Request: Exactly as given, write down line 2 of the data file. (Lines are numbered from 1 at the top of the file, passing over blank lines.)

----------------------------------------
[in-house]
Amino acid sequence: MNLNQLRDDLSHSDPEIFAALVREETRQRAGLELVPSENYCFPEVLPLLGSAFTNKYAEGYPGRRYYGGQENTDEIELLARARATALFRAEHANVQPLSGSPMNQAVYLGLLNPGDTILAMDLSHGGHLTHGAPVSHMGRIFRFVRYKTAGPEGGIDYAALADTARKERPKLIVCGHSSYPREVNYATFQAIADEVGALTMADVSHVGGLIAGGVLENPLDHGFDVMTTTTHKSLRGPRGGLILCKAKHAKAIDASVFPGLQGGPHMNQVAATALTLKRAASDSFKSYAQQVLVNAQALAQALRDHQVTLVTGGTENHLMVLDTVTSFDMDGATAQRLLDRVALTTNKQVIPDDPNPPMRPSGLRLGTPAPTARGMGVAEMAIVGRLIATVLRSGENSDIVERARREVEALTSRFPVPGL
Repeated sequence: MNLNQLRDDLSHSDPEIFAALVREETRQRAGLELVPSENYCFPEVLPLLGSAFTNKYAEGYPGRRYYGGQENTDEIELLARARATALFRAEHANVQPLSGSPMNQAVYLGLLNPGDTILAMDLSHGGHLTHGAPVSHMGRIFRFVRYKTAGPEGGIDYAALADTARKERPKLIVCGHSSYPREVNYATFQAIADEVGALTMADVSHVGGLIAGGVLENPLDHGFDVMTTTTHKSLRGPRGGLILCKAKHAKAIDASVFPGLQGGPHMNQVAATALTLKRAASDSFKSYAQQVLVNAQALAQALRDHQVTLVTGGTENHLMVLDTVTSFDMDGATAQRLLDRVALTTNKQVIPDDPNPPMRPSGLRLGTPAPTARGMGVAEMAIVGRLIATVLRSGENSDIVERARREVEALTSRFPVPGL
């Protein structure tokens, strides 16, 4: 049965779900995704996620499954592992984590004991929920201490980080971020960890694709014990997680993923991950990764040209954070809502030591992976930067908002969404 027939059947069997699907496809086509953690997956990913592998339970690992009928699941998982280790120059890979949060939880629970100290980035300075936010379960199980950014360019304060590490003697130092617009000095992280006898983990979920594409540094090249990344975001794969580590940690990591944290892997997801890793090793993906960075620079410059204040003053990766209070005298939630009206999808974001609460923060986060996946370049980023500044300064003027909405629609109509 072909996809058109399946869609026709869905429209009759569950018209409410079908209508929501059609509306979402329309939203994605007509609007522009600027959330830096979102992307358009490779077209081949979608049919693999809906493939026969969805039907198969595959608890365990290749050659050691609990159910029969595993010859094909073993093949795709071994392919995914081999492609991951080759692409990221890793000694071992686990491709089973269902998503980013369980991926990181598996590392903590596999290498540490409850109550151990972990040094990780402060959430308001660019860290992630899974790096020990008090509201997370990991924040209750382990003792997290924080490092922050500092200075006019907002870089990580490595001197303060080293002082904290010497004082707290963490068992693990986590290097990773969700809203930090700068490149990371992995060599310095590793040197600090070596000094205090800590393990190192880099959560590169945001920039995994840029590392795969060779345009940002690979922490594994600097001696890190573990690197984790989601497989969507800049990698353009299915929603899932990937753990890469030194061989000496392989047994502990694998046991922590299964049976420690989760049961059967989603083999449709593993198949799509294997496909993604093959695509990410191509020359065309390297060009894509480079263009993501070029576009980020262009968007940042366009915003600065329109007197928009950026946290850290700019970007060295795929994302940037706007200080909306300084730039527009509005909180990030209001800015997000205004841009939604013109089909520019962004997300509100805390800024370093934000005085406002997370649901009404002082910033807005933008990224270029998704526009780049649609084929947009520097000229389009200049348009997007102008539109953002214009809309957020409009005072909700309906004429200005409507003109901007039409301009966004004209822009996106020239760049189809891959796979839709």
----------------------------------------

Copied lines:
Amino acid sequence: MNLNQLRDDLSHSDPEIFAALVREETRQRAGLELVPSENYCFPEVLPLLGSAFTNKYAEGYPGRRYYGGQENTDEIELLARARATALFRAEHANVQPLSGSPMNQAVYLGLLNPGDTILAMDLSHGGHLTHGAPVSHMGRIFRFVRYKTAGPEGGIDYAALADTARKERPKLIVCGHSSYPREVNYATFQAIADEVGALTMADVSHVGGLIAGGVLENPLDHGFDVMTTTTHKSLRGPRGGLILCKAKHAKAIDASVFPGLQGGPHMNQVAATALTLKRAASDSFKSYAQQVLVNAQALAQALRDHQVTLVTGGTENHLMVLDTVTSFDMDGATAQRLLDRVALTTNKQVIPDDPNPPMRPSGLRLGTPAPTARGMGVAEMAIVGRLIATVLRSGENSDIVERARREVEALTSRFPVPGL